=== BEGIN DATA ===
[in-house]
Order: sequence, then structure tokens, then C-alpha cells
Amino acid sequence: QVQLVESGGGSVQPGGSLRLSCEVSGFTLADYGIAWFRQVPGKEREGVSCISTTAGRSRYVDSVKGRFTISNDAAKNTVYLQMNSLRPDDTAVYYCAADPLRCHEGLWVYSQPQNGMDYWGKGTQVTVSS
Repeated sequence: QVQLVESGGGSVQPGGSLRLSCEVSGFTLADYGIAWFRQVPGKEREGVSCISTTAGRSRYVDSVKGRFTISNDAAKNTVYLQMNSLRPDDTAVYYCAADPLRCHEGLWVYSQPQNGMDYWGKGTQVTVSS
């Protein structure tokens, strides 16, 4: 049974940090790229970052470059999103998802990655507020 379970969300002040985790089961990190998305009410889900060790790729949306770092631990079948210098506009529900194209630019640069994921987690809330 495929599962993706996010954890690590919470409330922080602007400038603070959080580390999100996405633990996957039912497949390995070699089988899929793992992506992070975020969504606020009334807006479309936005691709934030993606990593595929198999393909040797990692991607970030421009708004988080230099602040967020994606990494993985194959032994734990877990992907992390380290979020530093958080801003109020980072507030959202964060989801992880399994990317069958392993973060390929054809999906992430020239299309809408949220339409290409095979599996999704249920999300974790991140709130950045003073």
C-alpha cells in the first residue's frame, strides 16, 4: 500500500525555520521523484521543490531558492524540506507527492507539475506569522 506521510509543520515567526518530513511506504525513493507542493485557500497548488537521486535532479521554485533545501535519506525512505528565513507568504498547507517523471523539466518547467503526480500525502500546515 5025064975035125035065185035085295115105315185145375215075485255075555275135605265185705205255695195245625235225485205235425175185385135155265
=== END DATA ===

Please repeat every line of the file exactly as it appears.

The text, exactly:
[in-house]
Order: sequence, then structure tokens, then C-alpha cells
Amino acid sequence: QVQLVESGGGSVQPGGSLRLSCEVSGFTLADYGIAWFRQVPGKEREGVSCISTTAGRSRYVDSVKGRFTISNDAAKNTVYLQMNSLRPDDTAVYYCAADPLRCHEGLWVYSQPQNGMDYWGKGTQVTVSS
Repeated sequence: QVQLVESGGGSVQPGGSLRLSCEVSGFTLADYGIAWFRQVPGKEREGVSCISTTAGRSRYVDSVKGRFTISNDAAKNTVYLQMNSLRPDDTAVYYCAADPLRCHEGLWVYSQPQNGMDYWGKGTQVTVSS
């Protein structure tokens, strides 16, 4: 049974940090790229970052470059999103998802990655507020 379970969300002040985790089961990190998305009410889900060790790729949306770092631990079948210098506009529900194209630019640069994921987690809330 495929599962993706996010954890690590919470409330922080602007400038603070959080580390999100996405633990996957039912497949390995070699089988899929793992992506992070975020969504606020009334807006479309936005691709934030993606990593595929198999393909040797990692991607970030421009708004988080230099602040967020994606990494993985194959032994734990877990992907992390380290979020530093958080801003109020980072507030959202964060989801992880399994990317069958392993973060390929054809999906992430020239299309809408949220339409290409095979599996999704249920999300974790991140709130950045003073």
C-alpha cells in the first residue's frame, strides 16, 4: 500500500525555520521523484521543490531558492524540506507527492507539475506569522 506521510509543520515567526518530513511506504525513493507542493485557500497548488537521486535532479521554485533545501535519506525512505528565513507568504498547507517523471523539466518547467503526480500525502500546515 5025064975035125035065185035085295115105315185145375215075485255075555275135605265185705205255695195245625235225485205235425175185385135155265